As I’m sure you’ve seen, Ethereum recently completed their transition to a proof-of-stake powered blockchain network. This, the first step in a long line of planned upgrades to make Ethereum more scalable and secure, is known as the “Merge” and is to be subsequently followed by the “Surge, Verge, Purge, and Splurge”. This marks a step in the right direction for Ethereum and for all blockchain networks. We sat down with Pocketful of Quarters’ COO, Tim Tello to discuss the ins and outs of this transition and why it is such a big deal. To fully understand the significance of this transition it's necessary to take a look at where Ethereum started.
History of Ethereum
Ethereum’s devotion to dApp (decentralized application) developers shaped how the chain sets itself apart from others in the space. As Tello put it, “Ethereum really became the Rosetta Stone for dApps,” because on Ethereum, “developers were able to create their own tokens, protocols, and versions of blockchain”. Ethereum is the chain of choice for dApp developers for several reasons.
ETHEREUM REALLY BECAME THE ROSETTA STONE FOR DAPPS
-- Tim Tello, COO
The first and likely most important reason is that Ethereum’s development interface greatly reduces time needed for programming, allowing developers to quickly launch their projects. Ethereum makes monetizing your dApp relatively simple, and the large network of developers on the Ethereum platform have built tools to make it easier on other developers building on Ethereum. As the number of developers on the network continues to grow, more tools and documentation will be added to further aid new dApp builders who will join this community and make it even better for more new members. Ideally this system will go on in perpetuity. This need for growth and faster processing speeds has led Ethereum’s move away from proof-of-work, toward proof-of-stake.
Proof-of-Stake vs Proof-of-Work
Like most other blockchain networks, Ethereum was started on a proof-of-work system. This means that blocks on the chain are built by mining. Mining requires roomfulls of computers to perform computational mathematics to prove that a series of transactions is valid. This system uses more time and resources than is necessary, however, most major networks have stuck to this proof-of-work model.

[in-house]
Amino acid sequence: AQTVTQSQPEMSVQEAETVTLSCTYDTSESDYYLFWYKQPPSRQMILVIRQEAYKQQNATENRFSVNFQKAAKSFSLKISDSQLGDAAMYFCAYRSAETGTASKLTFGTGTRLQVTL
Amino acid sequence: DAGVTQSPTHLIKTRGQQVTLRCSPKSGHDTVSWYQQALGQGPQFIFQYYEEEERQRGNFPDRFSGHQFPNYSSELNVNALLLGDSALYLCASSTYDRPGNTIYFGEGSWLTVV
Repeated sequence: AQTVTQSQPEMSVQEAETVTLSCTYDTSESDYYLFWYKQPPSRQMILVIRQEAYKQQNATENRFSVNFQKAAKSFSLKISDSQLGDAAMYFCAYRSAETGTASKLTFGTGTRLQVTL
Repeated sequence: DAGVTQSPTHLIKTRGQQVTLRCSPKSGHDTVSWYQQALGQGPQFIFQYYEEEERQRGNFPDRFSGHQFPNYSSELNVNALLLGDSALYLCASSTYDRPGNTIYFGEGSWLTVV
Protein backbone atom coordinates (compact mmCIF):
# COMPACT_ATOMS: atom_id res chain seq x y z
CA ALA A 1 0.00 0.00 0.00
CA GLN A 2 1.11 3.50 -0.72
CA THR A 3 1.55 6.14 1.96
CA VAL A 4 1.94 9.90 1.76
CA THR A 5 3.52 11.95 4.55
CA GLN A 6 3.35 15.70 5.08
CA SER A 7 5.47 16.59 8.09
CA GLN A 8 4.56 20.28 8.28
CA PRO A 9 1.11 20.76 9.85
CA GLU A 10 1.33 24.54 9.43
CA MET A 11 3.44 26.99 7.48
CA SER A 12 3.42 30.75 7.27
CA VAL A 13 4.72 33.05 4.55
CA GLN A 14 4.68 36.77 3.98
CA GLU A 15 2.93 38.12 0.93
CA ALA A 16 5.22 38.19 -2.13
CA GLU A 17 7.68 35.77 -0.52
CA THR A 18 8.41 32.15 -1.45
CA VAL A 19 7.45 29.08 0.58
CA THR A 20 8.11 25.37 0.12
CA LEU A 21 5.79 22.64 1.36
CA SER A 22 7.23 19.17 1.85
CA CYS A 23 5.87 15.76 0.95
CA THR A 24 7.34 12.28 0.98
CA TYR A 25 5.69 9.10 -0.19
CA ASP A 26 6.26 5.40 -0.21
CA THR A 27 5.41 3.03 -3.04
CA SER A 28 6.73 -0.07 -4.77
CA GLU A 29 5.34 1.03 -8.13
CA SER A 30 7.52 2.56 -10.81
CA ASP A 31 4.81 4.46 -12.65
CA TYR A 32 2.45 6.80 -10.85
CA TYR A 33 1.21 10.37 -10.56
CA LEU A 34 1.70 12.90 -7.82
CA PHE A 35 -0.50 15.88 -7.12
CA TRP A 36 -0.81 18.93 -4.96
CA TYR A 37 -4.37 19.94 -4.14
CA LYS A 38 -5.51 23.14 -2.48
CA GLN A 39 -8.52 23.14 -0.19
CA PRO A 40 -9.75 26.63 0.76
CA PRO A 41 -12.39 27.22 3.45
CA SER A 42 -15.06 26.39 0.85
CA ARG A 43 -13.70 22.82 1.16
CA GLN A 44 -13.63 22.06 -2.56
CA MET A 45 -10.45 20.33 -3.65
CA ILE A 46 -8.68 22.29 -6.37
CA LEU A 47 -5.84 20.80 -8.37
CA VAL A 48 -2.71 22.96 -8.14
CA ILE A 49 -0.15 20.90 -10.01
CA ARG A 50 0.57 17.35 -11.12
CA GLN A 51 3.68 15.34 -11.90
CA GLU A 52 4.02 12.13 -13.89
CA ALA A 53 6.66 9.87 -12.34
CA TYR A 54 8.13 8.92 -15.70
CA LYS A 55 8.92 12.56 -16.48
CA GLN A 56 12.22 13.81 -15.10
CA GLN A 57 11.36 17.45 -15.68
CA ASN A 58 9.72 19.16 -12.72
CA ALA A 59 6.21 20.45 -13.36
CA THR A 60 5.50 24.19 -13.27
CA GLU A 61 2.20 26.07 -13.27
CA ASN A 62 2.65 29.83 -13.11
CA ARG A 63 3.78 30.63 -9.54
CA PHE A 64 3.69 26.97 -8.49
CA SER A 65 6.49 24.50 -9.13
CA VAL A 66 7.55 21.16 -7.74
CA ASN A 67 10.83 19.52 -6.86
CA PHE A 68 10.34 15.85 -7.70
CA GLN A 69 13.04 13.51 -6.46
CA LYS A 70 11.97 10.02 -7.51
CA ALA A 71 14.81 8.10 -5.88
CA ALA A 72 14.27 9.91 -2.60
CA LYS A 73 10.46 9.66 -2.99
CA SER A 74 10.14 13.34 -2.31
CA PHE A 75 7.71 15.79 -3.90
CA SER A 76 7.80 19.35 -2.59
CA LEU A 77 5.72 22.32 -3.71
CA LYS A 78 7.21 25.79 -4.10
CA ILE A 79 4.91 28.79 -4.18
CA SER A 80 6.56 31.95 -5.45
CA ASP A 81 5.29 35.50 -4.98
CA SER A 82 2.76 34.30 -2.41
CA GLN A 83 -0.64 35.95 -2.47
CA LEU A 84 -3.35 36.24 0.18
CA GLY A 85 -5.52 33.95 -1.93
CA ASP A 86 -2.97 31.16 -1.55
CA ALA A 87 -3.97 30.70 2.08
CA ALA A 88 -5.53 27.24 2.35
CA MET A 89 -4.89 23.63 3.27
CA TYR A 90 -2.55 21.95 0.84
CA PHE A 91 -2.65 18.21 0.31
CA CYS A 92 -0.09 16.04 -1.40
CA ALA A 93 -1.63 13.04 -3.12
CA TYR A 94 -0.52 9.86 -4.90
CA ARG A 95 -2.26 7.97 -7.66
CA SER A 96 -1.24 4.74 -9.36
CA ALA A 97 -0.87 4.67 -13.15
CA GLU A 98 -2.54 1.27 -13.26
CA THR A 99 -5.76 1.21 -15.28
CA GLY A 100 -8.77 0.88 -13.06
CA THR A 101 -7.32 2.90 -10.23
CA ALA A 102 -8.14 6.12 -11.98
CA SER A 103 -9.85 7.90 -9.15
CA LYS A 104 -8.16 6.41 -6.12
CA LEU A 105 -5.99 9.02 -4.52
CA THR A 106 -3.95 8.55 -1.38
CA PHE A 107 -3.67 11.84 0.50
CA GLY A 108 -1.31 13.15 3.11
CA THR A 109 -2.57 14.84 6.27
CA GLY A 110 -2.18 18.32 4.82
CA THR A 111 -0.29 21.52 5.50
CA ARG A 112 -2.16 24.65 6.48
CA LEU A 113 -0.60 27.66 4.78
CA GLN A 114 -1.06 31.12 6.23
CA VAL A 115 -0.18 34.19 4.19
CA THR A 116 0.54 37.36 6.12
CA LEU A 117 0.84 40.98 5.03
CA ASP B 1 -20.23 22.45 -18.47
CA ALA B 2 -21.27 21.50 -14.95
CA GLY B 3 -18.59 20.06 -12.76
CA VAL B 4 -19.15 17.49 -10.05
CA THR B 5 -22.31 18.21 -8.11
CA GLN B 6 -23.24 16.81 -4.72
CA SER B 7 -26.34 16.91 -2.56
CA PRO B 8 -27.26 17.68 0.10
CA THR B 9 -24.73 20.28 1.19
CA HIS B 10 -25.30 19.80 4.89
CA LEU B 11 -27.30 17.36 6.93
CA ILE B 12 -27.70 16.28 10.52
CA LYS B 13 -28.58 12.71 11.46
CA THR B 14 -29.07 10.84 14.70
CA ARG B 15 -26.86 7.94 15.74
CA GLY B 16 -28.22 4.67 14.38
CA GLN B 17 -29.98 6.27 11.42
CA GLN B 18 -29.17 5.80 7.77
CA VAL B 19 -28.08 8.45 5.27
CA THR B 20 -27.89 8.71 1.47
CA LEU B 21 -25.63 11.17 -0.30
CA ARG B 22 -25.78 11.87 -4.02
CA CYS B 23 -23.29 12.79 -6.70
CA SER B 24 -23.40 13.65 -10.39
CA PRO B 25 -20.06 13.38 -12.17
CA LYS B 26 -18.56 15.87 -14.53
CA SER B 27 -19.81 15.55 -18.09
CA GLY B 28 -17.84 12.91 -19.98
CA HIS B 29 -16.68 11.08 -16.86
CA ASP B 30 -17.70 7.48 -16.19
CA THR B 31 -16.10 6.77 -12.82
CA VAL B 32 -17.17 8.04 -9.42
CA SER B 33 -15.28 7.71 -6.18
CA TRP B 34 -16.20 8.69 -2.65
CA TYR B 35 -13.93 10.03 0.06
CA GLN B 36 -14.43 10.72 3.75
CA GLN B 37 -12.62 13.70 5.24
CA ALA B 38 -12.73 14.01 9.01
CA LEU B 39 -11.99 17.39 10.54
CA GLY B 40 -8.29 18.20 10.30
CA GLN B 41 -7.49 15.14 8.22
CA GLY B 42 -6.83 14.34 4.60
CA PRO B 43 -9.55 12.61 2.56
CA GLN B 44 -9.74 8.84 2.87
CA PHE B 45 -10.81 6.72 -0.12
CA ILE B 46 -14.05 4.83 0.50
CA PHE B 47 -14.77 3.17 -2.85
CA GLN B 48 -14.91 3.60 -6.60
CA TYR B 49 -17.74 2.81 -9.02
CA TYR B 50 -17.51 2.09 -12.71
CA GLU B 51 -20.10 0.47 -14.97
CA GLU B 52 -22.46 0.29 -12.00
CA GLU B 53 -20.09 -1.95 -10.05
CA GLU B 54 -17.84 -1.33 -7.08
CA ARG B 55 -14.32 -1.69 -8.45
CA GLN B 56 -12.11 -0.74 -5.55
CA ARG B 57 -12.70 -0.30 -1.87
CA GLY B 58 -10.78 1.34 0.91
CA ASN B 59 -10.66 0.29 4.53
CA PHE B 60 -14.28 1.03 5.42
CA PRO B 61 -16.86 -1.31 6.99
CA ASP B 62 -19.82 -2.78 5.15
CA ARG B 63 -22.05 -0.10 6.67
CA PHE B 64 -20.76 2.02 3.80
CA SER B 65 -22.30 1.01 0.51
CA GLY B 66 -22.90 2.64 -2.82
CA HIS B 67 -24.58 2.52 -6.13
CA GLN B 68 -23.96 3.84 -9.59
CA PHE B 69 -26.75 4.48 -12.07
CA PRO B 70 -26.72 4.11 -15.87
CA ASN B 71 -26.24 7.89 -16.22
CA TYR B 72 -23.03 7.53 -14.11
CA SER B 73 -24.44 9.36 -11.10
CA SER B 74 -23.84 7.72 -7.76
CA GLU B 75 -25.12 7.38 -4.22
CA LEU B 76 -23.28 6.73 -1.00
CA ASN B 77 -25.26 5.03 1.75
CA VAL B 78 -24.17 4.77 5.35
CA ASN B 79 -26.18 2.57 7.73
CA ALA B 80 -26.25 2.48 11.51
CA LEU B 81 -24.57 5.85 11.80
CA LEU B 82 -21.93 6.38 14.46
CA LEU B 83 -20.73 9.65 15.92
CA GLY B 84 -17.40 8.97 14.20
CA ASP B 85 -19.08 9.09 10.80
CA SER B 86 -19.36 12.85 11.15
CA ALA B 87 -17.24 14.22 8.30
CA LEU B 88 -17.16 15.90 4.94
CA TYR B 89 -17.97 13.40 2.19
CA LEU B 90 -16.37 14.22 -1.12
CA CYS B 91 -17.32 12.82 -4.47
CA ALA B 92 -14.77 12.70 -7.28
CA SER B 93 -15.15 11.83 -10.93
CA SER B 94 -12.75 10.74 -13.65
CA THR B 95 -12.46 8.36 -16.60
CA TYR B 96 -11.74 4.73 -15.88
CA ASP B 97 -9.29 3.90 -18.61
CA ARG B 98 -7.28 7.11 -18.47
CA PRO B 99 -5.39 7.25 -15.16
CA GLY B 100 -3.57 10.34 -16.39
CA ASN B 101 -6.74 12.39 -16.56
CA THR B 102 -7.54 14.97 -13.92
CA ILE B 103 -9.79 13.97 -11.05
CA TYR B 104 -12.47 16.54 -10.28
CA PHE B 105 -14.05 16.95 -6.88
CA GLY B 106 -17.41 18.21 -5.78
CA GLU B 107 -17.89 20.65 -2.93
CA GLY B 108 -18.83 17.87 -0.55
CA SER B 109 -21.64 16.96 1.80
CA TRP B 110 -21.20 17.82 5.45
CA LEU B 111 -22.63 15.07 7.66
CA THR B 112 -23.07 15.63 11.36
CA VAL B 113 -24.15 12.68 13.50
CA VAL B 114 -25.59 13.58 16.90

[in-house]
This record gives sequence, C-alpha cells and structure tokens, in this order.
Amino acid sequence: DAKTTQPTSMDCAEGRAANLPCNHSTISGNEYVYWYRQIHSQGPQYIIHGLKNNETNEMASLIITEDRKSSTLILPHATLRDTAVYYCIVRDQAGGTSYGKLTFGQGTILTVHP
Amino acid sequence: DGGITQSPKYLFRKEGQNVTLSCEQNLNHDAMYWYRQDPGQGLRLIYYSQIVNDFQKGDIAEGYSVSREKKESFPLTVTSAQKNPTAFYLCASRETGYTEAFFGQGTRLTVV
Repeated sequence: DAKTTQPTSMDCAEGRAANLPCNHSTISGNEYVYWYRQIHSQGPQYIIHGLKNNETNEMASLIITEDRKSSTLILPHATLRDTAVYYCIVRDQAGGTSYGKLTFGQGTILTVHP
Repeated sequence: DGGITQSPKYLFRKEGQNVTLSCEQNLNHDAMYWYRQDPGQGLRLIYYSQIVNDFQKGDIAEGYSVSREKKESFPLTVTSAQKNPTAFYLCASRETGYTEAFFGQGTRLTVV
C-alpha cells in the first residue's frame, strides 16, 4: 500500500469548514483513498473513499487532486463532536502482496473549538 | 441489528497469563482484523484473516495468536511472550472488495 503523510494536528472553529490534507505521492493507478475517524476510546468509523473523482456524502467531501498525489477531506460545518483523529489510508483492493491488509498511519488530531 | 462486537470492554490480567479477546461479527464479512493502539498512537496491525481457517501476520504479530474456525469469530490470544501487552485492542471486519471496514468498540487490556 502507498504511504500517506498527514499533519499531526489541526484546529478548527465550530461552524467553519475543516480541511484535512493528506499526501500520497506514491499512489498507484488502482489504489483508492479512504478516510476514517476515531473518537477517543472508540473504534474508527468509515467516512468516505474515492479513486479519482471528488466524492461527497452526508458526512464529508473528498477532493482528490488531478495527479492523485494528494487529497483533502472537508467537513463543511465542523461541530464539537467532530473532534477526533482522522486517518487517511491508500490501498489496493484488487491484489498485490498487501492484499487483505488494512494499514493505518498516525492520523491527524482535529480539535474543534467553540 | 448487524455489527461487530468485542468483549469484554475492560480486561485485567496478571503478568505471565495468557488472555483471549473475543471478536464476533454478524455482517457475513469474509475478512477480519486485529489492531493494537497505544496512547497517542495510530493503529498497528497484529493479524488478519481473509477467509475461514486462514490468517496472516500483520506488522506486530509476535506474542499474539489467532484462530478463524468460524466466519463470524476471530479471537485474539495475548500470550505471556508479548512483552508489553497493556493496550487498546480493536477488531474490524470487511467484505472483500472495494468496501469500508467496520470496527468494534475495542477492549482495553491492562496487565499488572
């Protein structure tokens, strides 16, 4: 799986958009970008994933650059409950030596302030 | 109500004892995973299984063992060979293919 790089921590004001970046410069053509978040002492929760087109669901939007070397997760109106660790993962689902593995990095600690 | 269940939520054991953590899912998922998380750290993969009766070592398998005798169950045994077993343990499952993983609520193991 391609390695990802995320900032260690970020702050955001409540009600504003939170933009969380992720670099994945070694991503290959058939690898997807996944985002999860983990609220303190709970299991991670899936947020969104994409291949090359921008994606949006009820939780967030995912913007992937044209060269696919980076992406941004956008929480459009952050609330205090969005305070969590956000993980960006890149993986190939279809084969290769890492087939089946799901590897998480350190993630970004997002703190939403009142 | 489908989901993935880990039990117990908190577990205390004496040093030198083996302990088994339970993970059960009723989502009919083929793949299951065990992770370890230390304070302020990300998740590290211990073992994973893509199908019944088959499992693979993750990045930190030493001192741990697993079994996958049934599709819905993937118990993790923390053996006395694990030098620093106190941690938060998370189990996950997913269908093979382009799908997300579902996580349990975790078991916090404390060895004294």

GREAT FOR THE ENVIRONMENT, BUT ALSO GREAT FOR BLOCKCHAIN AS A WHOLE
-- Tim Tello, COO
With the move to proof-of-stake, there will no longer be a need for large networks of mining computers. Proof-of-stake can provide the same authentication as proof-of-work with increased transaction speeds and less environmental waste while maintaining higher security. Tello says, “This transition is great for the environment, but also great for blockchain as a whole”. These improvements are made possible because complex mathematical equations are not required to validate transactions. Instead, people’s individual computers work as validators on nodes to be able to prove validity by staking tokens. Proof-of-stake raises transaction speeds, heightens security, and is more environmentally friendly as no time is wasted solving complex puzzles, validators are randomly chosen and cannot be predicted, and one validator is used for each transaction rather than rooms full of miners, lowering energy consumption.
The Future of Proof-of-Stake
With a transition to a more scalable, higher security system it is only a matter of time until a large number of industries make an adaptation to blockchain. Tello says one of the questions proof-of-work left unanswered is “how can blockchain handle the amount of transactions that are happening in real-time on the internet via credit card processing? Until now, it wasn’t able to”. Proof-of-stake means a blockchain moving fast enough to keep up with all of these transactions. In fact, Tello mentioned a friend of his you might recognize, Jaynti Kanani, co-founder of the Polygon Network. Polygon has expressed excitement about the achievement of unimaginable speeds because of what proof-of-stake will allow them to accomplish.
In regards to our line of work, the future of the videogame industry lies in the jump from Web2 to Web3. The issue so far has been similar to the issues faced by many other industries: there are too many blocks that need to be created too quickly for the consensus mechanism to keep up. In gaming, there are millions of actions happening every second of every day all over the world, but with the move to proof-of-stake along with new Zero Knowledge scaling solutions (ZK rollups), it is becoming more possible to validate these transactions.
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